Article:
The pilot of this airplane made an emergency June 18 landing in a field on the Josie Epperson farm in Ararat.
Gregory Epperson said it is his family’s farm. He said the family didn’t hear the plane or know anything was amiss, but later learned one of their farm hands saw the craft.
“It was flying very low, barely clearing a ridge it went over,” Epperson said he was told by the farm hand. “When we came back from town, it was in a field. I’m glad they were able to land safely.”
Patrick County Sheriff’s deputies, fire and rescue vehicles were at the scene, Epperson said, adding that fortunately, no one was injured in the incident.
“The good part is no one was injured,” Epperson said. “A little bit further, he (pilot) could have run into a fence or trees. There are obstacles, but fortunately he was able to stop it in a field.”
Another one of the Epperson’s farm hands gave the pilot a ride into Mount Airy, N.C., Epperson said. “He was going there to arrange transportation back to Tennessee. The pilot told him about the problem,” Epperson said, and added the emergency landing was due to a problem that resulted from a fuel injector malfunction.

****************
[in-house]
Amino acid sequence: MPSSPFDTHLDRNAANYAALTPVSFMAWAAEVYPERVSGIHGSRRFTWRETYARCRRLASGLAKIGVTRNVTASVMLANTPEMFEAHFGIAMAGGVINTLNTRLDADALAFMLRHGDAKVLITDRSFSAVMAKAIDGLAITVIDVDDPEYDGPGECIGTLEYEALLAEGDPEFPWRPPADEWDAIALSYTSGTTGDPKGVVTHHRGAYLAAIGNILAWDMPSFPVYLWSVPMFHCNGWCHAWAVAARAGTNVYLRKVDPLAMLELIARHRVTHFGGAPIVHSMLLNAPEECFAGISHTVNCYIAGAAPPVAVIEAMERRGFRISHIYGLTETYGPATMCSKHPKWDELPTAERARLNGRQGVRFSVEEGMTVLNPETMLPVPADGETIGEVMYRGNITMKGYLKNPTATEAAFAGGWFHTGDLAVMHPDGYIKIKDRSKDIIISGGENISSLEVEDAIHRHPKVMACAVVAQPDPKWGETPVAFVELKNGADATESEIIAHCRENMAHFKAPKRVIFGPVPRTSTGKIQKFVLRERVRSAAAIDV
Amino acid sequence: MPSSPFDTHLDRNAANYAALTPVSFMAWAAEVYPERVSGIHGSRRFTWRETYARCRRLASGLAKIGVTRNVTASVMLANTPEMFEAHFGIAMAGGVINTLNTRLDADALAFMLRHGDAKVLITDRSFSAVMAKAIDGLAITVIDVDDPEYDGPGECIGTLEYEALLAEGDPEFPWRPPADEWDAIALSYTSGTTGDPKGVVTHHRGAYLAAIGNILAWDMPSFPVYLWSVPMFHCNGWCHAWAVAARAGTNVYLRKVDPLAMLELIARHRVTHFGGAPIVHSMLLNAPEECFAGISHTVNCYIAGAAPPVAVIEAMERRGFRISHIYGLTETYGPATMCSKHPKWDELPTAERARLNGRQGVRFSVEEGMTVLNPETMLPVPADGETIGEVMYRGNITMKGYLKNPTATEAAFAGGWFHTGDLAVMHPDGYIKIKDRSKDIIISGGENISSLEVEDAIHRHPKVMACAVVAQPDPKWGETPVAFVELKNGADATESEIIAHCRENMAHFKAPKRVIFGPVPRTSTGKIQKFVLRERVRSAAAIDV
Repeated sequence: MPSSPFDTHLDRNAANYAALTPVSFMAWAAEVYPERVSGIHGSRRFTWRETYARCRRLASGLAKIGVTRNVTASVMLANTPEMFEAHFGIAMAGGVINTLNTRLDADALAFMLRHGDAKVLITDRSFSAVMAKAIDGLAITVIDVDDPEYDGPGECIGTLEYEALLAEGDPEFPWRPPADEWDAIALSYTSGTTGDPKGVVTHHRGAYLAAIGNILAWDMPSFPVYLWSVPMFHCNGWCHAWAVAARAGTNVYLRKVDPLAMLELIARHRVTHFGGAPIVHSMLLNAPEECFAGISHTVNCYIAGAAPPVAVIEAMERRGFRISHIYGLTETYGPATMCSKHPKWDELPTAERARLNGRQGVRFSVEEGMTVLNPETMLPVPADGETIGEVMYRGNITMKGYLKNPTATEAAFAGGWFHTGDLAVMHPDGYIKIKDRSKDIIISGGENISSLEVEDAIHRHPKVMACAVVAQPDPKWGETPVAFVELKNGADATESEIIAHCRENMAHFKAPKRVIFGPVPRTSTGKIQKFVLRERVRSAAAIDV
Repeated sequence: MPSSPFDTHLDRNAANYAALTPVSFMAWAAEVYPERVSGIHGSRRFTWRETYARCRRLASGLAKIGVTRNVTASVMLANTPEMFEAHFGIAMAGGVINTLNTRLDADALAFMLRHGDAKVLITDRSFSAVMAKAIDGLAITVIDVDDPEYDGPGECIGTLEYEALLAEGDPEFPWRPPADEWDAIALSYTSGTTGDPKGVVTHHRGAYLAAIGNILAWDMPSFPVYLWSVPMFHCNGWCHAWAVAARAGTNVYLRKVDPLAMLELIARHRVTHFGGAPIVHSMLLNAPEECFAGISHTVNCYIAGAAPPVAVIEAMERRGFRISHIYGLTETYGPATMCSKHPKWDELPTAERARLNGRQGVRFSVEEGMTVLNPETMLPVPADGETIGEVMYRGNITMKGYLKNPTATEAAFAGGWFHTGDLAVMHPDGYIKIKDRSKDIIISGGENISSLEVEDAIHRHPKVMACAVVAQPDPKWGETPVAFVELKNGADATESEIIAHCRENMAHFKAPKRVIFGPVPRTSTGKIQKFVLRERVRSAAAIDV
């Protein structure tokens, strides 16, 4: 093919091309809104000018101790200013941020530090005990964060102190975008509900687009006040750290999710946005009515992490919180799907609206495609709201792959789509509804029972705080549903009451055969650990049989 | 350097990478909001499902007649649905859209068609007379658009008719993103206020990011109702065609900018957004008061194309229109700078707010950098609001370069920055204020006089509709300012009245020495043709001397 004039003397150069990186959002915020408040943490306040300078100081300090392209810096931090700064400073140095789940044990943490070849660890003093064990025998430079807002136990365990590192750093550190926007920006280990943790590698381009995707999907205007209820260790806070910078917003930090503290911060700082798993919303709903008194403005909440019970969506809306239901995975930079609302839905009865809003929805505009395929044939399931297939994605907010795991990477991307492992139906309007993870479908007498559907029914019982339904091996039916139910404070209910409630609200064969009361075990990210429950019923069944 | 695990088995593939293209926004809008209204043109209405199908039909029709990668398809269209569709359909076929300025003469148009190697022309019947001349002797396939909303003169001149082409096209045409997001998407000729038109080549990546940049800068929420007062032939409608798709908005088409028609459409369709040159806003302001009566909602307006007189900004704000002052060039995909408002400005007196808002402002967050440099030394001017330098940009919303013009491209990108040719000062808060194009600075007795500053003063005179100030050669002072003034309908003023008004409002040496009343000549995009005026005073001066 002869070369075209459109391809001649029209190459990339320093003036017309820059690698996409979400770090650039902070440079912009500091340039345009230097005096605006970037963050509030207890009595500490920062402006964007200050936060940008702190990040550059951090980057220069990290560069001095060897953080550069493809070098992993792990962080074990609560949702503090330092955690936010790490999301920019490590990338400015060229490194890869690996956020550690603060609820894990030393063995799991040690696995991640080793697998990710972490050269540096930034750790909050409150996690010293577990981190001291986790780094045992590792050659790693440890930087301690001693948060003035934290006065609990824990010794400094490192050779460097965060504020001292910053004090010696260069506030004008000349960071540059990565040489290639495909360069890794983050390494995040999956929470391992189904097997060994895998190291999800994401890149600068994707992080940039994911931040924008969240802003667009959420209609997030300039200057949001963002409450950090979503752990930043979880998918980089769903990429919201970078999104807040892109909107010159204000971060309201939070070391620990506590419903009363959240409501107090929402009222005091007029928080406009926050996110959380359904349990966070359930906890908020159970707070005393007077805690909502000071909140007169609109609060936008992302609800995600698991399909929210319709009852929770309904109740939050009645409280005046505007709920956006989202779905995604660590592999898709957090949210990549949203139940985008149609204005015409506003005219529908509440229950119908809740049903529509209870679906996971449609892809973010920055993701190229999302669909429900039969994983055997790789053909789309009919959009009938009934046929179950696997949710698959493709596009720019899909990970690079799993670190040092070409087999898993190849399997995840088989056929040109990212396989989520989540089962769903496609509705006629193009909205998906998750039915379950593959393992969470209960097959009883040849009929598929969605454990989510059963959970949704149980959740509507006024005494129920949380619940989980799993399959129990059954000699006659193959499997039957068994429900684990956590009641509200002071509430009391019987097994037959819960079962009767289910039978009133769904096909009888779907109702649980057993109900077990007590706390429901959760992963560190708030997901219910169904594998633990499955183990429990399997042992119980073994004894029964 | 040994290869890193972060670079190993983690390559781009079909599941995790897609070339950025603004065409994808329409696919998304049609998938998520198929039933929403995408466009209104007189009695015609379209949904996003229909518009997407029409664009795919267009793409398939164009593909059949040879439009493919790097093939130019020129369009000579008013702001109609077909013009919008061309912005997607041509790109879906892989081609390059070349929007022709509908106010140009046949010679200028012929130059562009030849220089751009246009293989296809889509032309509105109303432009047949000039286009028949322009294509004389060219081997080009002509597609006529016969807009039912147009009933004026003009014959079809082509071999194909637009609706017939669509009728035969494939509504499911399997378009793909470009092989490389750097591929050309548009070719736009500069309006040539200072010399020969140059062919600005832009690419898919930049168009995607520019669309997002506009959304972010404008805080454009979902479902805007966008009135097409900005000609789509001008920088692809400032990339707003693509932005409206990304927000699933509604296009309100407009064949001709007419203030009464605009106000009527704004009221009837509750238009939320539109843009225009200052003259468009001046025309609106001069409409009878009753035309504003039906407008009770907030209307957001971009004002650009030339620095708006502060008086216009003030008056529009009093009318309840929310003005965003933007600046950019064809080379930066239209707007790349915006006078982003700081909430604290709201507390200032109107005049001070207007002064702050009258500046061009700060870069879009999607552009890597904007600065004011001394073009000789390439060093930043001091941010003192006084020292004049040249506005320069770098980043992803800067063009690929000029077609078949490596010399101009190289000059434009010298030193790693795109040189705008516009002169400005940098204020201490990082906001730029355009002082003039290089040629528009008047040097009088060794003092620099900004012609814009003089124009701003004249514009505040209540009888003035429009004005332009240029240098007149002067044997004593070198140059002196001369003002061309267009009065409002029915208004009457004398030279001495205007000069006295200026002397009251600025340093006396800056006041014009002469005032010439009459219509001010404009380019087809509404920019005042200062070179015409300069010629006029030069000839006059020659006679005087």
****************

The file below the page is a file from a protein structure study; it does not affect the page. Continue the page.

A Patrick County Sheriff’s deputy returned later the same day to put a note on the aircraft that it was not to be moved until the Federal Aviation Administration (FAA) investigated the incident, Epperson said.
Two days later, after local authorities and the FAA completed their investigations, the wings and propeller were removed and the aircraft was loaded onto a trailer bound for Tennessee.
According to the FAA, the plane was a Cessna fixed wing, single engine craft, model 172C. It was manufactured in 1961 and is registered to Richard W. Cantley of Bluff City, Tenn.
Although Epperson said he has seen helicopters land in some of the fields on his farm, the air plane “looked really odd and out of place. We have never had an airplane land here before.”